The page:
Auto Loan Tips

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by Advice Chaser
by Advice Chaser
silver sports coupe on asphalt road

When you turned 16 and got your first driver’s license, you were likely thrilled. Hopefully your newfound freedom didn’t cloud your judgment too much regarding the surrounding costs of buying a car and getting an auto loan. Whether you are considering taking out an auto loan or are trying to pay off an existing one, here are some strategies to keep in mind. 

Shorten Your Auto Loan Repayment Plan

Whether you already have an auto loan or you’re considering taking one out, there are two numbers you should keep in mind: your down payment, and how much that loan will cost you per month. The more you pay up front, the lower the monthly cost will be. Auto loans typically come in 72-month terms, or six years.

However, you can save yourself a lot of interest by choosing a shorter loan term or simply paying off the loan early. If you haven’t gotten an auto loan yet, see if you can afford a larger down payment to shorten your repayment plan. If you already have one, figure out how much you are paying on it per month. Ask yourself if there’s wiggle room in your budget to start making bigger payments. The shorter the repayment plan, the more you save on interest. 

If you take too long to repay your loan, you may end up paying more on your car each month than your car is actually worth. You can use an affordability calculator, like this free one, to find a monthly payment plan that works for you. 

Ask about Discounts

You don’t get what you don’t ask for. There are a variety of discounts and one-time savings that could be available to you if you’re brave enough to ask. Some car dealerships have special offers for college students with good grades or who have recently graduated with a degree. If you’re a member of the military, if you have AAA insurance, or if you have an account at a credit union that the dealership has a partnership with, you could be eligible for monthly savings on your auto loan.

Manufacturers may have cash rebates available through certain dealerships as well. You can also ask about refinancing options if you have an existing auto loan. If you’re willing to do the research and ask the right questions, you could save yourself a substantial amount on your auto loan.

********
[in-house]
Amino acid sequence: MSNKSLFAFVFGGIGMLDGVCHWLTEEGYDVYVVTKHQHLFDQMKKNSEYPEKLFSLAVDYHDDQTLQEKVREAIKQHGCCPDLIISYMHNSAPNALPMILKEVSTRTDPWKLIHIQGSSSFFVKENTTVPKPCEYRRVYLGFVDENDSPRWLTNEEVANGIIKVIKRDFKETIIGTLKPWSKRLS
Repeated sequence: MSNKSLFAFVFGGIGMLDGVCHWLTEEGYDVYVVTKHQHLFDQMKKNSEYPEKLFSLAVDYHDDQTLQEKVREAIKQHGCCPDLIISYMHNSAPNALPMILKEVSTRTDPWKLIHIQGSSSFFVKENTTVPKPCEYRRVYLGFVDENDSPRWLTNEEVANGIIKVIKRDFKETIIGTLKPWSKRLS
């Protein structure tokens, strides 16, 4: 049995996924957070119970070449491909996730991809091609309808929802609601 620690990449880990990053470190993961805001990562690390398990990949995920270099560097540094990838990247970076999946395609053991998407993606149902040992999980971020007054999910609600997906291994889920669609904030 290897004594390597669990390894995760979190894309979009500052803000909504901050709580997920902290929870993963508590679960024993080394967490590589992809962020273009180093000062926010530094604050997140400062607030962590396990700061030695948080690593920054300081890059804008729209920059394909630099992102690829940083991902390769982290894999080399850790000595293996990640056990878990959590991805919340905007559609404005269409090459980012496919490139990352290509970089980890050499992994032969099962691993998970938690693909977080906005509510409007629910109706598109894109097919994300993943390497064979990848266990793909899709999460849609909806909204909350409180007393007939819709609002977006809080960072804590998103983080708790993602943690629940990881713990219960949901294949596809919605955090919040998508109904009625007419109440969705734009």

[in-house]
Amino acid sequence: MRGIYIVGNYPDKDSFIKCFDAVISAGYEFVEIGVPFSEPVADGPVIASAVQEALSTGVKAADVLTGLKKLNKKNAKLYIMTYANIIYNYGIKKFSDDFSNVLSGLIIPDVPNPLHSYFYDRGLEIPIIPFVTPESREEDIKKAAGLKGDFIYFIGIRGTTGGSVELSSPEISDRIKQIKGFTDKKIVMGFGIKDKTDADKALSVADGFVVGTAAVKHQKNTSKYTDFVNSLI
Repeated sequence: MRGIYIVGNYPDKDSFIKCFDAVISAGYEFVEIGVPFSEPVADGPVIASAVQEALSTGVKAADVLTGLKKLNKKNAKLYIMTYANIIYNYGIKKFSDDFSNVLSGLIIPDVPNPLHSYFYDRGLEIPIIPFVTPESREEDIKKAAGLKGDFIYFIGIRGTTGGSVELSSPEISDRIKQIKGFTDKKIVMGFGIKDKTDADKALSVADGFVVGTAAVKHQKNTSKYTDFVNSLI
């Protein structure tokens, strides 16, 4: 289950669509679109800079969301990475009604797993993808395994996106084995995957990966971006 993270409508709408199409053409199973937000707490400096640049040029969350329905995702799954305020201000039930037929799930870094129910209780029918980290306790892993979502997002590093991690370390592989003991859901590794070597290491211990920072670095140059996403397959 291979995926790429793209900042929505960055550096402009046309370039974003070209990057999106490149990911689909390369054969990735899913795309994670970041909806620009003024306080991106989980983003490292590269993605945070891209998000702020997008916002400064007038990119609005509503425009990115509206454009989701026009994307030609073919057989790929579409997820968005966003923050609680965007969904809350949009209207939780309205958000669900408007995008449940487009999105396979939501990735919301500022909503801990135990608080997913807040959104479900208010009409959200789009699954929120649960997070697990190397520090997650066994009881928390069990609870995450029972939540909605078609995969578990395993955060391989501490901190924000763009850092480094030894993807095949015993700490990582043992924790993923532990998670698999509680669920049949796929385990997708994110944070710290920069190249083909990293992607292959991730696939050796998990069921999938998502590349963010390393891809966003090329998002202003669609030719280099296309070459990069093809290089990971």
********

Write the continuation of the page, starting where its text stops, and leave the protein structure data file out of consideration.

Understand the Relationship Between Auto Loans and Insurance

You are legally obligated to get insurance for your car. What you might not realize, though, is that the kind of insurance you get can be influenced by your auto loan. If you owned your car, you would only have to have liability insurance. However, if you have a car loan, many insurance companies will also require you to purchase collision coverage in case you hit another vehicle. 

If you made less than a 20% down payment on your car, your loan may be so great that you could be required to get gap insurance. Gap insurance covers the gap between how much you owe on the car and how much the car is actually worth. 

Think about Your Budget Holistically

Experts recommend that your auto loan should be about 15% of your take-home pay, and your total car costs should only be about 22% of your take-home pay. In order to make sure you have enough money for your other life needs, be cautious about how much you’re spending on your auto loan.

Even if your monthly auto loan payments and interest charges are within your budget, there may be other costs that come up. You’ll need to account for car repairs, maintenance, gas, add-ons, and more. As you consider how much you can afford to spend, remember to think about other expenses and how these charges can fit into your budget. 

A financial advisor can help you create a plan to pay off your auto loan. Their expertise can help you create a budget that minimizes the interest you’re paying on your auto loan while keeping your other financial goals in mind. Get matched with a financial advisor today to discuss your auto loan. 

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